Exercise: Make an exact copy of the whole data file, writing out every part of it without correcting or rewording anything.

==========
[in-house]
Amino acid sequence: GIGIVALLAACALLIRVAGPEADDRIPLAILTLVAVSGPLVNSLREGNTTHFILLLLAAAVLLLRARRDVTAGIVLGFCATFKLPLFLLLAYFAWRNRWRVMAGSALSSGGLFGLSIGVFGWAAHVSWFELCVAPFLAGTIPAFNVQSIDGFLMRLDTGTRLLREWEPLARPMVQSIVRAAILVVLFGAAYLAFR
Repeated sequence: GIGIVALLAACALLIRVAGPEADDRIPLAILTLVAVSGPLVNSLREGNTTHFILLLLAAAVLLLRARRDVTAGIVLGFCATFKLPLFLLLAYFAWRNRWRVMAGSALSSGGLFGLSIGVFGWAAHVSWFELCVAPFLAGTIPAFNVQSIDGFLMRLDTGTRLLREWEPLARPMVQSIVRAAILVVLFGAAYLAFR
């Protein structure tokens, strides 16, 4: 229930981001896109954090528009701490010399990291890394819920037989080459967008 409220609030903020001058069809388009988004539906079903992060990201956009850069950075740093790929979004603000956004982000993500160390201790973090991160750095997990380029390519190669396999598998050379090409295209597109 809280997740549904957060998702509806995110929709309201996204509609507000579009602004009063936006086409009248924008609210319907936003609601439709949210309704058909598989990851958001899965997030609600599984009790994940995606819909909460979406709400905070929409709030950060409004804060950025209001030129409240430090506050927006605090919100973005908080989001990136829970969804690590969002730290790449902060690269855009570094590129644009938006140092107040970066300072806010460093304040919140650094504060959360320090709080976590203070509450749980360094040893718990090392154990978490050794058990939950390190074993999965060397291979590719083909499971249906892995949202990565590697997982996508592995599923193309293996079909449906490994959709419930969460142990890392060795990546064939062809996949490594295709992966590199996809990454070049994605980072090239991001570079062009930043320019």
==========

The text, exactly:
[in-house]
Amino acid sequence: GIGIVALLAACALLIRVAGPEADDRIPLAILTLVAVSGPLVNSLREGNTTHFILLLLAAAVLLLRARRDVTAGIVLGFCATFKLPLFLLLAYFAWRNRWRVMAGSALSSGGLFGLSIGVFGWAAHVSWFELCVAPFLAGTIPAFNVQSIDGFLMRLDTGTRLLREWEPLARPMVQSIVRAAILVVLFGAAYLAFR
Repeated sequence: GIGIVALLAACALLIRVAGPEADDRIPLAILTLVAVSGPLVNSLREGNTTHFILLLLAAAVLLLRARRDVTAGIVLGFCATFKLPLFLLLAYFAWRNRWRVMAGSALSSGGLFGLSIGVFGWAAHVSWFELCVAPFLAGTIPAFNVQSIDGFLMRLDTGTRLLREWEPLARPMVQSIVRAAILVVLFGAAYLAFR
């Protein structure tokens, strides 16, 4: 229930981001896109954090528009701490010399990291890394819920037989080459967008 409220609030903020001058069809388009988004539906079903992060990201956009850069950075740093790929979004603000956004982000993500160390201790973090991160750095997990380029390519190669396999598998050379090409295209597109 809280997740549904957060998702509806995110929709309201996204509609507000579009602004009063936006086409009248924008609210319907936003609601439709949210309704058909598989990851958001899965997030609600599984009790994940995606819909909460979406709400905070929409709030950060409004804060950025209001030129409240430090506050927006605090919100973005908080989001990136829970969804690590969002730290790449902060690269855009570094590129644009938006140092107040970066300072806010460093304040919140650094504060959360320090709080976590203070509450749980360094040893718990090392154990978490050794058990939950390190074993999965060397291979590719083909499971249906892995949202990565590697997982996508592995599923193309293996079909449906490994959709419930969460142990890392060795990546064939062809996949490594295709992966590199996809990454070049994605980072090239991001570079062009930043320019």